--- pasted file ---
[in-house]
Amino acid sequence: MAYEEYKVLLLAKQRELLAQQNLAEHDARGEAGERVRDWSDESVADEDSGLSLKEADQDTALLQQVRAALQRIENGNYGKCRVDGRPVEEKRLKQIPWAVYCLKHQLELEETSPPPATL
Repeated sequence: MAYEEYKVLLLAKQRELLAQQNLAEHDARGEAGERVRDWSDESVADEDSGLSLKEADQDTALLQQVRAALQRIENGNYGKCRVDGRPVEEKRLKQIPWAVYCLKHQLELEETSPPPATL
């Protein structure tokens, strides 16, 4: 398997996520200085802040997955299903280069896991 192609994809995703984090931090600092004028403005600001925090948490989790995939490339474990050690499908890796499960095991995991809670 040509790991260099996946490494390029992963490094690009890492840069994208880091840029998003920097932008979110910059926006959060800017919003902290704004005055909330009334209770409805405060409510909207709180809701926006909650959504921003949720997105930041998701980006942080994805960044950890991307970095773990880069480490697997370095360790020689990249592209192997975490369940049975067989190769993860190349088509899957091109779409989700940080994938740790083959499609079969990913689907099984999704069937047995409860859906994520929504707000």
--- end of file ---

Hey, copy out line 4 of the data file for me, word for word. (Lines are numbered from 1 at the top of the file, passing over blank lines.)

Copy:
């Protein structure tokens, strides 16, 4: 398997996520200085802040997955299903280069896991 192609994809995703984090931090600092004028403005600001925090948490989790995939490339474990050690499908890796499960095991995991809670 040509790991260099996946490494390029992963490094690009890492840069994208880091840029998003920097932008979110910059926006959060800017919003902290704004005055909330009334209770409805405060409510909207709180809701926006909650959504921003949720997105930041998701980006942080994805960044950890991307970095773990880069480490697997370095360790020689990249592209192997975490369940049975067989190769993860190349088509899957091109779409989700940080994938740790083959499609079969990913689907099984999704069937047995409860859906994520929504707000």